News / Asia

N. Korean Leader's Money Manager Defects in Russia

North Korean leader Kim Jong Un (C) guides the actual parachuting and striking drill of paratrooper units of the KPA in this undated photo released by North Korea's Korean Central News Agency (KCNA) Aug. 28, 2014.
North Korean leader Kim Jong Un (C) guides the actual parachuting and striking drill of paratrooper units of the KPA in this undated photo released by North Korea's Korean Central News Agency (KCNA) Aug. 28, 2014.
Reuters

A senior North Korean banking official who managed money for leader Kim Jong Un has defected in Russia and was seeking asylum in a third country, a South Korean newspaper reported on Friday, citing an unidentified source.

Yun Tae Hyong, a senior representative of North Korea's Korea Daesong Bank, disappeared last week in Nakhodka, in the Russian Far East, with $5 million, the JoongAng Ilbo newspaper reported.

The Daesong Bank is suspected by the U.S. government of being under the control of the North Korean government's Office 39, which is widely believed to finance illicit activities, including the procurement of luxury goods which are banned under U.N. sanctions.

The bank was blacklisted by the U.S. Treasury Department in 2010.

The newspaper said North Korea had asked Russian authorities for cooperation in efforts to capture Yun.

The North Korea-Russia borderThe North Korea-Russia border
x
The North Korea-Russia border
The North Korea-Russia border

It was not clear how Yun traveled to Russia or what he was doing before he defected. Russia and North Korea share a 17-km (10.5 miles) land border.

South Korea's Unification Ministry, which handles inter-Korean relations, told Reuters it had no knowledge of the matter.

Rise to power

Kim Jong Un, in his early 30s, came to power in December 2011 when his father, Kim Jong Il, died of a heart attack, leaving him little time to consolidate his powerbase and prepare for succession.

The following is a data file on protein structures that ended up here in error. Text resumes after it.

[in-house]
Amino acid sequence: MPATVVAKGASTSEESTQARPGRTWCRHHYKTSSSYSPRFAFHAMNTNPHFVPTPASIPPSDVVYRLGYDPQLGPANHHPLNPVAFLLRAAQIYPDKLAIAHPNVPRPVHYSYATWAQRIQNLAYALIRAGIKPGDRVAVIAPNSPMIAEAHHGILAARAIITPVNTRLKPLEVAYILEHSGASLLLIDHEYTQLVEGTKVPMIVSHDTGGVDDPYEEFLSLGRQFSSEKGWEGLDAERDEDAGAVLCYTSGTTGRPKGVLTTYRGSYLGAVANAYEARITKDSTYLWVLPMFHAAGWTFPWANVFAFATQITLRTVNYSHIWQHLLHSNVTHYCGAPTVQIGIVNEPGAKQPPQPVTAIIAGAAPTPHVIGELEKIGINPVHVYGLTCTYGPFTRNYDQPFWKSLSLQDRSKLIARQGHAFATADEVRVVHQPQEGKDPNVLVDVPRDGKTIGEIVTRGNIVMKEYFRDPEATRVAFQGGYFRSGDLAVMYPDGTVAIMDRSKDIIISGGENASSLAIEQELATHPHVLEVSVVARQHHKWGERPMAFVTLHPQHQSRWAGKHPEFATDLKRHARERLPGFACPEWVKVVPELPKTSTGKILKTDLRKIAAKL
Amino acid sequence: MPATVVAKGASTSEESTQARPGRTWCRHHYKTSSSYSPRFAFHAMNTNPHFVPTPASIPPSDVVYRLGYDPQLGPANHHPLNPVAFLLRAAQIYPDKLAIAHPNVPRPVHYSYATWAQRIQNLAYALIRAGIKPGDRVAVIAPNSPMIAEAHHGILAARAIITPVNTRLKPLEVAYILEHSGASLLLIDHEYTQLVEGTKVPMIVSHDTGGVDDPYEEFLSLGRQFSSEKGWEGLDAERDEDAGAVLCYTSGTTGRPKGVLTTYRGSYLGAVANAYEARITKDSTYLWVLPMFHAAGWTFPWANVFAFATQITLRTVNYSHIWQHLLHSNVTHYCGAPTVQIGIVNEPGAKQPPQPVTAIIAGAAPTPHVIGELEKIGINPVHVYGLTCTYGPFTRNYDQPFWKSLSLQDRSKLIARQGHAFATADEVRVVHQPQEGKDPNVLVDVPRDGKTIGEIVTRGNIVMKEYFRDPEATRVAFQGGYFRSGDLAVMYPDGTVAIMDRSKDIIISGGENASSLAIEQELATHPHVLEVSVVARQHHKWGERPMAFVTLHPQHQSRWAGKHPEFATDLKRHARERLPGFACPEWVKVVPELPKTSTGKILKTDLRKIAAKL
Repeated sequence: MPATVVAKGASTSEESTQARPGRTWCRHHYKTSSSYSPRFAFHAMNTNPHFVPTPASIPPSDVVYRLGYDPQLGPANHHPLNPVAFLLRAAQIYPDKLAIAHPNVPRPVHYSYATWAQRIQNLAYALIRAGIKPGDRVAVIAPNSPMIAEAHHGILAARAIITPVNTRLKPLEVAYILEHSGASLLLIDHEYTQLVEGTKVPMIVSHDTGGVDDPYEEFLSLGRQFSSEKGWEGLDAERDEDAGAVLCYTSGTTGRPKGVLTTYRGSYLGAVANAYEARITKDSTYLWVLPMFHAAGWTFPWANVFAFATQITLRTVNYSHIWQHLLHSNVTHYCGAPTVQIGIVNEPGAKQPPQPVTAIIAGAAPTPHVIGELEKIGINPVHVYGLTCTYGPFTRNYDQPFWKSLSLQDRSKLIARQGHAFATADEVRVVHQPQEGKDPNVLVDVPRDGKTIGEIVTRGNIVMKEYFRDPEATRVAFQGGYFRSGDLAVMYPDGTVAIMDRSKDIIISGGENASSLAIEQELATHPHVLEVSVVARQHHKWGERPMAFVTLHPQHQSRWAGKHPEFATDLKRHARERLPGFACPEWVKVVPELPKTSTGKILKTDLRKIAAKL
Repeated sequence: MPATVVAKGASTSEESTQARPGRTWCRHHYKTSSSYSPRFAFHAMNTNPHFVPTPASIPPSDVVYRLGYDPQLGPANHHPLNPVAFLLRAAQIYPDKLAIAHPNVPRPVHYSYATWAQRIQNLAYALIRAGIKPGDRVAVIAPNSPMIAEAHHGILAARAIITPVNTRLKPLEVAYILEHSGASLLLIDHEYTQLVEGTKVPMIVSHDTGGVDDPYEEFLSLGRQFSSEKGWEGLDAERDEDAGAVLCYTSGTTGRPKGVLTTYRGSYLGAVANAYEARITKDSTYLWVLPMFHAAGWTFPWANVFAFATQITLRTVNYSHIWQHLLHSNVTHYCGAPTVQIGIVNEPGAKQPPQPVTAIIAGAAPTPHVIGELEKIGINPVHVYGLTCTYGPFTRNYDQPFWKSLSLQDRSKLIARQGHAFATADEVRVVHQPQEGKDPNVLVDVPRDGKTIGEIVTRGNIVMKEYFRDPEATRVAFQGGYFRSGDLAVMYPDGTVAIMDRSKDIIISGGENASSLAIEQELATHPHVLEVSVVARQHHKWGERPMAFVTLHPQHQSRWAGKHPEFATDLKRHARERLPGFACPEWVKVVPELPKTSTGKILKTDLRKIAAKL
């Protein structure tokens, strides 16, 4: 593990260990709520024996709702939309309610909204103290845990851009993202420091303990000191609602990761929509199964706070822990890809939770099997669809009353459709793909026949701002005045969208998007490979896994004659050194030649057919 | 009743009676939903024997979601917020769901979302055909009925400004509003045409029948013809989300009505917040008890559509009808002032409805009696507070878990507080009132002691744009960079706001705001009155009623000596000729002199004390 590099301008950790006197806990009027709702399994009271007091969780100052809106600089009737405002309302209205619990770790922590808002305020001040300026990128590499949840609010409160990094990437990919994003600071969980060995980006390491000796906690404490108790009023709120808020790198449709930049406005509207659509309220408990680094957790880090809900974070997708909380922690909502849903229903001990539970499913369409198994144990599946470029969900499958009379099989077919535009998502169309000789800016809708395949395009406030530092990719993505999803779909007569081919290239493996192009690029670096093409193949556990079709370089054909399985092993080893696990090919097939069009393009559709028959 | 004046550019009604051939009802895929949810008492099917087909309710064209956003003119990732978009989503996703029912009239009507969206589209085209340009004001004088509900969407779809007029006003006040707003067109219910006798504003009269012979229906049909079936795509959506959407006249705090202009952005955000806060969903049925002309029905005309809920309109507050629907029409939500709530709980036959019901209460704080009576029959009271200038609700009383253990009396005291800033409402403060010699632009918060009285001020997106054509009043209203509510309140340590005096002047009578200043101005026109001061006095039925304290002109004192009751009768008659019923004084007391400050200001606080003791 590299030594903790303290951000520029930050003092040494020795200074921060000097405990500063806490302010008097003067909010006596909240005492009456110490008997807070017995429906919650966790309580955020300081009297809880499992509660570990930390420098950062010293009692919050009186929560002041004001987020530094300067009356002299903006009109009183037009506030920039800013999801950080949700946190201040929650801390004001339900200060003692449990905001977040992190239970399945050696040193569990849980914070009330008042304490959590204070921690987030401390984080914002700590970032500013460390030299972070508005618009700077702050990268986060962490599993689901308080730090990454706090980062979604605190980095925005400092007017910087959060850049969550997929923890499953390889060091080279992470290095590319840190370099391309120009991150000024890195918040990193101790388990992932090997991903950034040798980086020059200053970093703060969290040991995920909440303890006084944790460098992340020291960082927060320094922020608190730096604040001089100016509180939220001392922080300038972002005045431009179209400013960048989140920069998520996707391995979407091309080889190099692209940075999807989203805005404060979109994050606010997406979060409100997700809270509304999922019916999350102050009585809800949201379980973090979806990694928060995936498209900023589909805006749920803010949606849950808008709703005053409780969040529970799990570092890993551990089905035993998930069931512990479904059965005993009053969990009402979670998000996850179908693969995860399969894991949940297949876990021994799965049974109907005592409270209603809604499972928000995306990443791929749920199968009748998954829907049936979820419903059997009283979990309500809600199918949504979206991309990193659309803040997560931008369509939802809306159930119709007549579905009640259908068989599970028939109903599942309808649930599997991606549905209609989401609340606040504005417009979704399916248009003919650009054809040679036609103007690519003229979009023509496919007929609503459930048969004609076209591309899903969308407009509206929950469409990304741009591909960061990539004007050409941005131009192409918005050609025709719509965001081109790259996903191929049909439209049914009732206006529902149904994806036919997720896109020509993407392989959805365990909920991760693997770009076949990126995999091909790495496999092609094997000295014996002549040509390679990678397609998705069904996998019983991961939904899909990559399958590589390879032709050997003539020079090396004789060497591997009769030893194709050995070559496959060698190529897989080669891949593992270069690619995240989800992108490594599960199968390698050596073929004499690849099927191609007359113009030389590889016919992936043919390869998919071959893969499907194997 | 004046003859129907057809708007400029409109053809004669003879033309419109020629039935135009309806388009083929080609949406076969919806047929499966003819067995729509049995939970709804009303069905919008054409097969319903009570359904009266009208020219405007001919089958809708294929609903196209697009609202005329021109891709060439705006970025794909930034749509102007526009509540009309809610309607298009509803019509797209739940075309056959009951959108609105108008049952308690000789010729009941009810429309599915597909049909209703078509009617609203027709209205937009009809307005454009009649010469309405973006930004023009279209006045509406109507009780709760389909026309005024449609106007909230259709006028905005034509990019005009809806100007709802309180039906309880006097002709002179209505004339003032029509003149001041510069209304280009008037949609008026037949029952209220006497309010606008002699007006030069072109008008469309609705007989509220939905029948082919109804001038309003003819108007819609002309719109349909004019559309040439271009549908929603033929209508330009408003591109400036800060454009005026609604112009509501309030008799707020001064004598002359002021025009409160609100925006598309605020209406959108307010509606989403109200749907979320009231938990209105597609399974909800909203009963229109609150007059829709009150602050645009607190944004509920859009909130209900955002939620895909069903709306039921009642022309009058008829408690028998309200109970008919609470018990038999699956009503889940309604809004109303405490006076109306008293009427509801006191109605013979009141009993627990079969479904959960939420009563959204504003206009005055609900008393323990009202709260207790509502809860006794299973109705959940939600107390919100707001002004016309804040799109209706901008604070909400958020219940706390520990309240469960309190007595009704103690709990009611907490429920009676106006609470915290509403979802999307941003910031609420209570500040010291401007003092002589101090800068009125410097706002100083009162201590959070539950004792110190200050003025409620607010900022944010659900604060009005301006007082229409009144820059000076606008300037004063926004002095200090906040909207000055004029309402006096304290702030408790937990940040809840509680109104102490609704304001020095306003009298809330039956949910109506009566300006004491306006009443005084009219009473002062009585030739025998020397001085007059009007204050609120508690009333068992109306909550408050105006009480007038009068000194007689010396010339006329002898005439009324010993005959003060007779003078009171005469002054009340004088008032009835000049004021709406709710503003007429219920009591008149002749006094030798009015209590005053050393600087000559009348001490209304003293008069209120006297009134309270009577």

Experts are divided as to whether Kim has managed to exert full control over a country in which he sits at the center of a leadership cult devoted to his father and grandfather.

Kim's uncle, Jang Song Thaek, who was also involved in the operation of Office 39, was purged in December last year, along with an unknown number of officials connected to him and his business interests.

If Yun had indeed defected, he would not necessarily have extensive information on the regime given the compartmentalized way that North Korea functions, said Koh Yu-hwan, a North Korea leadership expert at Dongguk University in Seoul.

“[Officials] are only able to know about their work and commitments. It is hard to know something big beyond that in North Korea,” he said.

Korea Daesong Bank is focused on foreign exchange transactions and was set up in 1978 to handle payments by North Korean trading firms, according to the South Korean Unification Ministry's website.

In 2005, $25 million of North Korea's cash was frozen at Macau-based Banco Delta Asia, which the U.S. Treasury said North Korea used for illicit activities.

That case stands as practically the only public success in seizing funds from the isolated country.  

You May Like

Karzai's Legacy: Missed Opportunities?

Afghanistan's president leaves behind a much different nation than the one he inherited, yet his legacy from 13 years in power is getting mixed reviews More

Video Secret Service Chief Under Fire for White House Security Breach

Julia Pierson faces tough questions from lawmakers after recent intrusion at White House, says: 'It is clear that our security plan was not executed properly' More

Frustrated, Liberian Students Want Ebola Fight Role

Thousands have volunteered to go to counties, rural villages to talk to people in their language about deadly virus More

Featured Videos

Your JavaScript is turned off or you have an old version of Adobe's Flash Player. Get the latest Flash player.
Malaysia Struggles to Stop People Joining Jihadi
X
Mahi Ramakrishnan
September 30, 2014 2:16 PM